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The Graphic Truth: Who misses tourism the most?

Countries that rely hugely on tourism and travel dollars have already been reeling from the pandemic, as lockdowns and new COVID variants cause people to avoid airports and stay home. Now the omicron variant is scuttling holiday travel plans that many were hoping would infuse fresh cash into their struggling economies. So who is most concerned about these disruptions to the tourism industry? We take a look at economies that saw the biggest boost from tourism dollars from 2008-2019, and how that changed in 2020 as a result of the pandemic.

Biden's UN speech avoids China mention; US lifts travel restrictions

Ian Bremmer shares his insights on global politics this week with a look at US President Biden's UN General Assembly speech, eased US travel restrictions, and Canadian PM Trudeau's election gamble.

How did President Biden's first address to the United Nations General Assembly live go?

It was okay. I thought it was very notable that China was not directly mentioned at all. So my mother used to say, if you don't have anything nice to say, don't say anything. Did say that the US didn't want to be in a "Cold War". That's notable, because a lot of people out there are pushing in that direction in the US and in China. Certainly it was all about multilateral leadership. The Americans want to do more. We want collective leadership. We care about values. We care about democracy, but increasingly not seen as credible by a number of Europeans, as well as by the developing world, particularly when it comes to Afghanistan, COVID, and climate. Can't just say the words, have to have a pathway to get there. It's getting more challenging for the Americans. This is a tough UNGA meeting.

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The US is out of Afghanistan, but the war on terror isn't over

Ian Bremmer shares his insights on global politics this week with a look at Afghanistan post-US withdrawal, how ISIS-K will complicate a Taliban-led Afghanistan, and EU travel recommendations.

What are your thoughts now that America's 20-year war in Afghanistan has officially ended?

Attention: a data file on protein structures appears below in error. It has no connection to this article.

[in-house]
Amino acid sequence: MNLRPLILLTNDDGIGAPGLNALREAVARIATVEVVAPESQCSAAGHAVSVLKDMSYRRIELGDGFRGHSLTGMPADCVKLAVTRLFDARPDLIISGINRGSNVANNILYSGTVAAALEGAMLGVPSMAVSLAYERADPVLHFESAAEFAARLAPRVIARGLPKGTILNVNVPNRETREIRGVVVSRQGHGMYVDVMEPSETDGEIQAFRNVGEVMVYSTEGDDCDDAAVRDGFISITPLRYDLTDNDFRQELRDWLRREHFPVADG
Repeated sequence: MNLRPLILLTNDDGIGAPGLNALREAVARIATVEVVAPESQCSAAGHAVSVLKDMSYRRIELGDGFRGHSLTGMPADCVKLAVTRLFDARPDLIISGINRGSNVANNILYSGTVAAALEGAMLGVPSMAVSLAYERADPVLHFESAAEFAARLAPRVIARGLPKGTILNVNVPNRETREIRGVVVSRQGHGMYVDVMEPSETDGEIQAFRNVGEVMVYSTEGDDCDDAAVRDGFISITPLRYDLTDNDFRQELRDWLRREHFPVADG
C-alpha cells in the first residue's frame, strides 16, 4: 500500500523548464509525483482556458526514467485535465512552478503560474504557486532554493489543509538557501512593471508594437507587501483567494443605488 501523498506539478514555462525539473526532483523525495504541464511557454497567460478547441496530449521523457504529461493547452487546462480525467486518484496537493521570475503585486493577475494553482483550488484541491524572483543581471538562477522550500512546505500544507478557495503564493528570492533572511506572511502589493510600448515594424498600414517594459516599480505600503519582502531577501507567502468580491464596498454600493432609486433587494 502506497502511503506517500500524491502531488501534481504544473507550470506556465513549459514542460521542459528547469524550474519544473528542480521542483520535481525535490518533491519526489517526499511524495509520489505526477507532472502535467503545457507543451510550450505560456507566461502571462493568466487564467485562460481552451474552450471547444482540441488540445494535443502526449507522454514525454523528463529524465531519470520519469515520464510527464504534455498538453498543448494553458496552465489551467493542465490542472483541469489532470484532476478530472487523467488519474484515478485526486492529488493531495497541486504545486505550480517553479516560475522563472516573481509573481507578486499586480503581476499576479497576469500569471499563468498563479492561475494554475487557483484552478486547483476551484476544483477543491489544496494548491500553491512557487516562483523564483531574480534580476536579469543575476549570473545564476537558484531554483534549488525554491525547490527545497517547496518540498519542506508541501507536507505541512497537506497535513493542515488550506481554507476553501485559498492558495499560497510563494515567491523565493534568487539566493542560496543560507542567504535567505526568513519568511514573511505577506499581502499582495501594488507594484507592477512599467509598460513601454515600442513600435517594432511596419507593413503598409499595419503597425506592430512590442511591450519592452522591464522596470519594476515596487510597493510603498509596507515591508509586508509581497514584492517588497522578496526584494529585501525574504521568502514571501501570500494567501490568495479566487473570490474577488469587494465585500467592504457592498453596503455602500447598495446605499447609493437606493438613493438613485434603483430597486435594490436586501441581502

Ongoing, it means much less coverage of Afghanistan in American media, something certainly President Biden is happy to hear and see. In part, we're going to continue to watch what happens with the couple of hundred Americans that are still on the ground. There is every intention to get them out, but I wouldn't say there is yet a plan.

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US donates vaccines to India; Macron v Le Pen; EU tourism

Ian Bremmer answers this week's questions on the biggest stories in global politics:

The United States says it will now donate 60 million COVID doses. Who are they going to?

Well, they're not COVID doses, because we don't want to give people coronavirus. They're vaccines. It's AstraZeneca, which we don't need in the United States. We haven't even approved yet. They are somewhat less effective than Moderna and Pfizer, but they're damned effective and you should take them, and they're going almost exclusively to India. And that is fully appropriate because India, we know about 350,000 cases a day. In reality, if you look at the positivity rates and level of disclosure, it's probably five to 10x that. This is by far the largest epicenter of the coronavirus crisis to date in the world. But they're not going to be getting these doses until probably June. And meanwhile, they're under very serious trouble right now. And there's a lot of recrimination, central government, local governments. The US has been slow. We should've made this announcement frankly a month ago, but I'm glad we're doing it.

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What We're Watching: "Apocalyptic" unrest in Senegal, Biden's Afghanistan plan, post-COVID tourism

"Apocalyptic" protests in Senegal: At least five people have been killed in clashes with police as protests over poverty, unemployment, and the jailing of a popular politician rock the West African nation of Senegal. Ousmane Sonko, who heads the opposition Movement to Defend Democracy (M2D) and is considered the most viable challenger to current president Mackie Sall, was accused of rape in February and arrested last week. Sonko says the charges are a politically motivated attempt to remove him from politics before the 2024 presidential election. His supporters immediately hit the streets, voicing a range of grievances including joblessness and poverty. Though youth unemployment has fallen over the past decade, it still exceeds eight percent and close to two-thirds of the country's 16 million people are under the age of 25. As Sonko supporters pledge to continue protests this week, Senegal's head of conflict resolution says the country is "on the verge of apocalypse."

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Sri Lanka welcomes first tourists despite new coronavirus strain

December 29, 2020 3:34 PM

COLOMBO (AFP) - Sri Lanka welcomed its first foreign tourists in nine months Monday (Dec 28) even as a new deadlier strain of the coronavirus gripped the island.

Tokyo set to be removed from Japan's travel subsidy as cases rise

December 14, 2020 5:00 AM

TOKYO • Tokyo is in talks with the Japanese government for the city to be temporarily removed from a nationwide travel subsidy programme, Asahi Shimbun reported.

China closely monitoring situation in tourist hot spot

December 14, 2020 5:00 AM

BEIJING • China reported 24 new coronavirus cases yesterday, up from 13 cases a day earlier, while the authorities were monitoring possible contacts in the tourism hot spot of Hainan.

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